Any quick movement from one horse triggers all the others to follow suite which is a little nerve wracking when suddenly they all have to make it through a narrow door at once.

They were obviously unsure about what we were up to and wary about the strange access we had granted. We are hoping their uncertainty will diminish with future iterations of the drill. Eventually, we will want to get them used to coming inside during darkness since that is often the situation when we end up bringing them in during stormy or super cold winter weather.

As often as possible in the days ahead, we hope to allow them to come and go as they please inside the barn in hopes of creating and strengthening feelings of comfort with being in the stalls.

Back when we had the Arabian horses our experience was completely different. Those four would line up and beg to be allowed in during nasty weather and seemed thrilled to each have their own protected spaces with unchallenged access to food and water.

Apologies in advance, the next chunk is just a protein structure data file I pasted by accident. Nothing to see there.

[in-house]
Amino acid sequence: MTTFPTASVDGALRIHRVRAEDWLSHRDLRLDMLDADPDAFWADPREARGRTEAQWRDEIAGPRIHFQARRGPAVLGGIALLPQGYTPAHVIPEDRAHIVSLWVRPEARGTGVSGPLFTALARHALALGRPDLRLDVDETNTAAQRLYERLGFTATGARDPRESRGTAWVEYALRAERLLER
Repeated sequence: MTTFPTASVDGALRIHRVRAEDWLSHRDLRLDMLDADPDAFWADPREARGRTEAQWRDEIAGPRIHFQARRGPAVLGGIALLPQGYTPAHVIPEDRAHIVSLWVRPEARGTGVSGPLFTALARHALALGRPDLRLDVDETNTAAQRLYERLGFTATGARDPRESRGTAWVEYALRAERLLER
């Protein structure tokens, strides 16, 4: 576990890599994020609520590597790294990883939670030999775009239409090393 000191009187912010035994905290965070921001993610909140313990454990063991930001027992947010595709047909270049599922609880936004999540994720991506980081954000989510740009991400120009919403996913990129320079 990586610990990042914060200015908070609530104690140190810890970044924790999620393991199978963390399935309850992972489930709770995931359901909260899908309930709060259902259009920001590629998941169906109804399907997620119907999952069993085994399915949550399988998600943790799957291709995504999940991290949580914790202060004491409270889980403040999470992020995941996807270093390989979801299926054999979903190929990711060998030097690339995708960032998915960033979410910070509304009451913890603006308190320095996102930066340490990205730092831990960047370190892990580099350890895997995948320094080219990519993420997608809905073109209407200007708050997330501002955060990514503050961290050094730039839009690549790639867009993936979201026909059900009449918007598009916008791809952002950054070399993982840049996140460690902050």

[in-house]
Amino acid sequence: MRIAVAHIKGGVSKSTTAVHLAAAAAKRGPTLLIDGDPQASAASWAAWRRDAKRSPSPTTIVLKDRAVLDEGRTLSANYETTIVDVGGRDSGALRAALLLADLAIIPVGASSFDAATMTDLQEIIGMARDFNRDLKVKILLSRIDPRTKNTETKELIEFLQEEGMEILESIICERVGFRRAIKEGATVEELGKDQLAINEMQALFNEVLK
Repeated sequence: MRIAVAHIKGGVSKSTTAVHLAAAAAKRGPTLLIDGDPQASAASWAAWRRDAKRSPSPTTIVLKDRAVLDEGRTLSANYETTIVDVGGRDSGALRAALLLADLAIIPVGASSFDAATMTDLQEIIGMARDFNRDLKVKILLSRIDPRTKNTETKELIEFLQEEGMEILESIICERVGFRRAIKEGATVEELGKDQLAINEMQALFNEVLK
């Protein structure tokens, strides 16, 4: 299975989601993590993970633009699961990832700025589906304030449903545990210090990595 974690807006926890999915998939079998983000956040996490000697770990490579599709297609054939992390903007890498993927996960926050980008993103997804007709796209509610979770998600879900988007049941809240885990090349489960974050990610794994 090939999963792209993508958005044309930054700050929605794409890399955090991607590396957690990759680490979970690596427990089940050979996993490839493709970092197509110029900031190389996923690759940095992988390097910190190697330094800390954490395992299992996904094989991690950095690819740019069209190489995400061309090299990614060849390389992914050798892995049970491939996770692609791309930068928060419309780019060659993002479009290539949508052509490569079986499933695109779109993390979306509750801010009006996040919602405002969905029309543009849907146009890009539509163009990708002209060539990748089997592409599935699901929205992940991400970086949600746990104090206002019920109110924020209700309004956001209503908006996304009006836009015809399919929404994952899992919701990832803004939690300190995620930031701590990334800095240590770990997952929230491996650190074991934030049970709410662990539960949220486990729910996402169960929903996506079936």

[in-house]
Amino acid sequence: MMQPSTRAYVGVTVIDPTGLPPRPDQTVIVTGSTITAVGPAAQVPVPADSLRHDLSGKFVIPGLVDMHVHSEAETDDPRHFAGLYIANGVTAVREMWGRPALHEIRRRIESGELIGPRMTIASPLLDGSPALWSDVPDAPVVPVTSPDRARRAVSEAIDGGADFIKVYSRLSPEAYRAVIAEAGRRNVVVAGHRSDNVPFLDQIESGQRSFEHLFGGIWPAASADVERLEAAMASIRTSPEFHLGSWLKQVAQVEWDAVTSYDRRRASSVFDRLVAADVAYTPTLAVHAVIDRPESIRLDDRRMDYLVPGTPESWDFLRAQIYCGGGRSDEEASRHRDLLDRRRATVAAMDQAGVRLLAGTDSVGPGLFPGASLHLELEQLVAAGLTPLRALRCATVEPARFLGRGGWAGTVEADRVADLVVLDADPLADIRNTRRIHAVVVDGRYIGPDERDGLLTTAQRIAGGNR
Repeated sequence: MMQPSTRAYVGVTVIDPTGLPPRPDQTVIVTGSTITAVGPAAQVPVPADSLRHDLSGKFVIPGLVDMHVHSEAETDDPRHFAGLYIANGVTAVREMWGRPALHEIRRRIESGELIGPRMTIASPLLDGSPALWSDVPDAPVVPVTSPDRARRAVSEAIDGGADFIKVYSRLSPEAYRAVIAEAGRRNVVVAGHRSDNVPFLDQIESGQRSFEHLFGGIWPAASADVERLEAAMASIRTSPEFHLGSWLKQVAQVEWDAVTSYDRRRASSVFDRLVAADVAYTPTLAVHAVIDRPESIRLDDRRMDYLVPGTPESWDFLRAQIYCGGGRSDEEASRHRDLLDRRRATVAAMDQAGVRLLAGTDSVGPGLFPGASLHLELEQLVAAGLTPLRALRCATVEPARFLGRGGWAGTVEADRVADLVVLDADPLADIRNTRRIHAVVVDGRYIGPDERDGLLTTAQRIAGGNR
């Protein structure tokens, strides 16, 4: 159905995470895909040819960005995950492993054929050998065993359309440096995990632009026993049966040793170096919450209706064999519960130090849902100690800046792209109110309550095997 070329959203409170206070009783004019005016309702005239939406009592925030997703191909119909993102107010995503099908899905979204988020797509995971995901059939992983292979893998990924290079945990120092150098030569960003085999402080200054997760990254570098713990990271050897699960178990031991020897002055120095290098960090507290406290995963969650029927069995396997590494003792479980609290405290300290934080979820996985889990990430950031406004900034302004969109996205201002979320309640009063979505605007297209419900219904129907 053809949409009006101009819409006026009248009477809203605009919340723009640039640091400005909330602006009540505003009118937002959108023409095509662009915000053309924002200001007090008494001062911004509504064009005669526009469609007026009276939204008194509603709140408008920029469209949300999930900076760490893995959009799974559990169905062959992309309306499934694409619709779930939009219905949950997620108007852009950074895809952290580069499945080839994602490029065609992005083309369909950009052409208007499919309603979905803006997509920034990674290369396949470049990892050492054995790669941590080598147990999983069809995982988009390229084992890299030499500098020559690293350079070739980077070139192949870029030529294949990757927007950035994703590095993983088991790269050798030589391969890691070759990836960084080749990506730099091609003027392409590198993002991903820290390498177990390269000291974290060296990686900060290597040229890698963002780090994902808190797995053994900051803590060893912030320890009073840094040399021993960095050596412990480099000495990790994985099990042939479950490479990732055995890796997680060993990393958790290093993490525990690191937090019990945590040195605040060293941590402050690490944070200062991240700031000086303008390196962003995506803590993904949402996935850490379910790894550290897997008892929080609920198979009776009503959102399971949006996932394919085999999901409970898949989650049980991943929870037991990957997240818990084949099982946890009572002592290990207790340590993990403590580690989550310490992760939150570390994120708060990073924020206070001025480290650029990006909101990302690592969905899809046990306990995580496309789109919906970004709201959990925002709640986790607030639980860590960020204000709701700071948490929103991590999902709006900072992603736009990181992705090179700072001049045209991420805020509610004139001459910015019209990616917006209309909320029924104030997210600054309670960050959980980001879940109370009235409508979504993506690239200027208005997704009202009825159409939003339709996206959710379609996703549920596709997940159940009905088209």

I’m not expecting to achieve a change to that level from our rescued Thoroughbreds, but just getting to a point where they don’t show signs of triggered PTSD when we bring them inside during bad weather will be a great relief.

I like being prepared in advance, just in case we experience any bitter storms this winter.

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Written by johnwhays

September 28, 2022 at 6:00 am

Twice Blessed

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I arrived home yesterday, shortly after noon, and found everything in such great shape I could hardly fathom our good fortune for having found our latest house/animals sitter. Not only does she provide excellent care for our horses, dog, and cat, she cares for our home in every way. I swear it was cleaner when I walked in yesterday than when we left it last Thursday.

She brings in our mail and hauled our trash bins up from the end of the driveway. We checked in with her on Sunday night when we learned there was a tornado warning and she was already aware and waiting downstairs with Delilah.

Everything down at the barn looked great. We’ve been watching and treating an open wound on Mia’s leg that I thought still looked bad so I tried to get a picture to send to Cyndie for her review. Mia did everything she could to foil my attempts.